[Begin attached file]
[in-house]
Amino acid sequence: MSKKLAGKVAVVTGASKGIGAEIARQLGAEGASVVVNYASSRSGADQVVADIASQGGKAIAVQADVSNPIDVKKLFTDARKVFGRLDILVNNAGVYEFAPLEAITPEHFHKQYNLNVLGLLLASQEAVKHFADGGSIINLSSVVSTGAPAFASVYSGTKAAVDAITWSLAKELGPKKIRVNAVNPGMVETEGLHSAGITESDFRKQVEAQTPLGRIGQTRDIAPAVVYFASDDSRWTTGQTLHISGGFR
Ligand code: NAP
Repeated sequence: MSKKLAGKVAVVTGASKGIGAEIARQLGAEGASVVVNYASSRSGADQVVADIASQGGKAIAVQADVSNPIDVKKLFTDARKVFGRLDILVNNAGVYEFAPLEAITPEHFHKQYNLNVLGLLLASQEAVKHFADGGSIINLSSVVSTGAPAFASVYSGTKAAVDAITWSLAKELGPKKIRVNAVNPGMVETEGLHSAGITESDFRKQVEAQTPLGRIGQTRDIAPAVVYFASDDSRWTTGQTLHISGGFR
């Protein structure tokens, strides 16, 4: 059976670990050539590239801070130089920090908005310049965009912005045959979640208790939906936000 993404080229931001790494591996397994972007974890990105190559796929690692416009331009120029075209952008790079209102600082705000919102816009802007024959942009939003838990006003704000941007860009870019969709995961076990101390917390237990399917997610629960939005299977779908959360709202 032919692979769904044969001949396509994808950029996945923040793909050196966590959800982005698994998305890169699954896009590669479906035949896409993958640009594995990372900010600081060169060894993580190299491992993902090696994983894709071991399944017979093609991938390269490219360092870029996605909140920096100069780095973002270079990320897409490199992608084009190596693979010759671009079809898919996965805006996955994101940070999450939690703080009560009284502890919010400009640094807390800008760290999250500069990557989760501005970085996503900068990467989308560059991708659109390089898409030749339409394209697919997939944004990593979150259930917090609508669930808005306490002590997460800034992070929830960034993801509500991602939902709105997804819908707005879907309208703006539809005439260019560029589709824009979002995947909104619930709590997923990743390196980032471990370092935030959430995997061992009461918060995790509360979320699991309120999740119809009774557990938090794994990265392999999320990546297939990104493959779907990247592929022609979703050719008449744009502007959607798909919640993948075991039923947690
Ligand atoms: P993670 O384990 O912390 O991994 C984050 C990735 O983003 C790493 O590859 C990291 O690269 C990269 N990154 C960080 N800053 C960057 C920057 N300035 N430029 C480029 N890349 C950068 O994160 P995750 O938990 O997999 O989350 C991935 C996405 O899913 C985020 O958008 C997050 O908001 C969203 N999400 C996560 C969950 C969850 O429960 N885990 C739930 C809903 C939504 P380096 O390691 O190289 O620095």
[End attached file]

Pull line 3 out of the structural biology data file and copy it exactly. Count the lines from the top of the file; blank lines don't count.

Ligand code: NAP